Seems to me that "moving screen" is a perfectly reasonable phrase to use for a foul, as a common description to why this particular illegal screen is illegal.
So is the screen moving when you set your feet outside of your frame? What about if you are "set" and you do not give your opponent the proper time and distance? There are many examples of screens that can be illegal and totally set. There are more requirements for a screen than if you are moving or not.

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  #39 (permalink)  
Old Sat Feb 10, 2018, 11:42am
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Quote:
Originally Posted by JRutledge View Post
So is the screen moving when you set your feet outside of your frame? What about if you are "set" and you do not give your opponent the proper time and distance? There are many examples of screens that can be illegal and totally set. There are more requirements for a screen than if you are moving or not.

Peace
Of course not, I never meant to say that *all* illegal screens are "moving screens", just that it's a perfectly acceptable common language way of explaining why a particular illegal screen would be illegal. Just like "arm bar", "playing thru the back", "cut off" are common categories for pass interference, this is a handy way of categorizing the type of illegal screen. It's not the only illegal screen in the rule book by any means, but it's absolutely there as one type of illegal screen, by any reasonable description. That's all I'm saying.
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  #40 (permalink)  
Old Sat Feb 10, 2018, 01:45pm
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Quote:
Originally Posted by JRutledge View Post
So is the screen moving when you set your feet outside of your frame? What about if you are "set" and you do not give your opponent the proper time and distance? There are many examples of screens that can be illegal and totally set. There are more requirements for a screen than if you are moving or not.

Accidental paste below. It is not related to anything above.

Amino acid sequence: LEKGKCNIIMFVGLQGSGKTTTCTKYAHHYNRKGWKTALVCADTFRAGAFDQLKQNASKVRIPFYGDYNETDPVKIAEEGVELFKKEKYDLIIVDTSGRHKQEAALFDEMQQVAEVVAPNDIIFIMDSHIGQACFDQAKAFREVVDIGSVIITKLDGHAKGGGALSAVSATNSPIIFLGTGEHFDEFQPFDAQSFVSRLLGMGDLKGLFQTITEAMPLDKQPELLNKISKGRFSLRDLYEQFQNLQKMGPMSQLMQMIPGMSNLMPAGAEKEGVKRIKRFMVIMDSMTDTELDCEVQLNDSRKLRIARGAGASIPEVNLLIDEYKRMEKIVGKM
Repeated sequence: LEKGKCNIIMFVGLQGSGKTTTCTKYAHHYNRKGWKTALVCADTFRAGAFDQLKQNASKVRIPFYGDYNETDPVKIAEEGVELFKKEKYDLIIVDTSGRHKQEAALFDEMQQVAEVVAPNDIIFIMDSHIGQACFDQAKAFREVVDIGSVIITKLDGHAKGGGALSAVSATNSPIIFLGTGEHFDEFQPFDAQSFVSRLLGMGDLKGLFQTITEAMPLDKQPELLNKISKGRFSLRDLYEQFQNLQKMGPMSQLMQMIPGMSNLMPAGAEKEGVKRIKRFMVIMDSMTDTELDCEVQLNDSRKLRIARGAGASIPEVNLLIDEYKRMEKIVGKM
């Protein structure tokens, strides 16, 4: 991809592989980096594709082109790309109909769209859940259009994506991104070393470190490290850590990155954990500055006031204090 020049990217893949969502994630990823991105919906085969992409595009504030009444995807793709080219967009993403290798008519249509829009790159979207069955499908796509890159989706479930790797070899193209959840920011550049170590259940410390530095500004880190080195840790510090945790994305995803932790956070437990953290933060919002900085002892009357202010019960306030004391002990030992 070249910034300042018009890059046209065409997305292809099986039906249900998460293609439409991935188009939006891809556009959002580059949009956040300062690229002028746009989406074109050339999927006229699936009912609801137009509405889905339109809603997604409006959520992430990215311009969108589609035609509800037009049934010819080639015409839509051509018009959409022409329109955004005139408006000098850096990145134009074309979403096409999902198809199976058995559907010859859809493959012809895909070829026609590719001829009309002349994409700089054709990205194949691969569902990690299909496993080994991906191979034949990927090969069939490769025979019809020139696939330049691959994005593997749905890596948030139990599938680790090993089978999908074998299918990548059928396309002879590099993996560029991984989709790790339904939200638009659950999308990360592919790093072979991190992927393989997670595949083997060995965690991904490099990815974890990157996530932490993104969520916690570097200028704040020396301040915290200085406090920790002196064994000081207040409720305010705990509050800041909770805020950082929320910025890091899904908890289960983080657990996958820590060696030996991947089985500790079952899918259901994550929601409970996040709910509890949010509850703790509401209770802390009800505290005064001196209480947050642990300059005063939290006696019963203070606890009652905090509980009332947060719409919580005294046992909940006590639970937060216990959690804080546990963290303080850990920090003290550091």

Peace
Quote:
Originally Posted by scrounge View Post
Of course not, I never meant to say that *all* illegal screens are "moving screens", just that it's a perfectly acceptable common language way of explaining why a particular illegal screen would be illegal. Just like "arm bar", "playing thru the back", "cut off" are common categories for pass interference, this is a handy way of categorizing the type of illegal screen. It's not the only illegal screen in the rule book by any means, but it's absolutely there as one type of illegal screen, by any reasonable description. That's all I'm saying.

"Time and Distance" is the requirement for setting a legal Screen, whether it is a Stationary Screen or a Moving Screen. One cannot go wrong when asked what did the Screener do wrong when setting an illegal Screen by replying each and every time: "He/she did not give "Time and Distance" when setting his/her screen." It is short (at least by my standards, LOL) and sweet, and is accurate per the Rules.

MTD, Sr.
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  #41 (permalink)  
Old Sat Feb 10, 2018, 02:38pm
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Quote:
Originally Posted by Mark T. DeNucci, Sr. View Post
NolanJJ68:

From the most recent Rules Codes (NFHS: 2017-18; NCAA Men's/Women's: 2017-18 and 2018-19):

NFHS R4-S40-A6: "When screening an opponent who is moving in the same path and direction as the screener, the player behind is responsible if contact is made because the player in front slows up or stops and the player behind overruns his/her opponent."


NCAA Men's R4-S35-A5: "When opponents are moving in exactly the same path and direction (one behind the other) and the screener slows down or stops and contact results, the trailing player shall be responsible for such contact."


NCAA Women's R10-S5-A5: "When both opponents are moving in exactly the same path and direction and the screener slows down or stops and contact results, the trailing player shall be responsible for such contact."


We can also go back as far as the 1963-64 (the oldest Rules Book in my Library, and you should appreciate me climbing up into my attic this morning to get it, just ask BillyMac) National Basketball Committee of the United States and Canada (NBC, the predecessor Rules Committee to the NFHS and NCAA Men's Committees) Rules Book, from it Comments on the Rules (prior to the NFHS and NCAA Men's Committees, the Definitions of Guarding and Screening were not in Rule 4 but in the Comments on the Rules after Rule 10:

"3. Screening-- ... When both opponents are moving in exactly the same path and same direction, the player behind is responsible if contact is made because the player in front slows up or stops and the player behind overruns his opponent. ...


One can see a pattern here: "Moving screen" has been in the Rules for quite some time.

MTD, Sr.
You have chosen to parse my words to prove that the words moving and screen appear in the rule book. Fine, I give up. My point was "Moving screen" those words as quoted do not exist in the rule book as a definition, as a violation, or as a foul as the OP asked about. I was trying to help end the myth of "moving screen" that we hear ignorant coaches and parents scream about. I also hear "illegal screen" when players are moving next to each other with no contact. Another one of my favorites. As I said, I give up. Last post on this subject.
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  #42 (permalink)  
Old Sat Feb 10, 2018, 02:49pm
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Quote:
Originally Posted by nolanjj68 View Post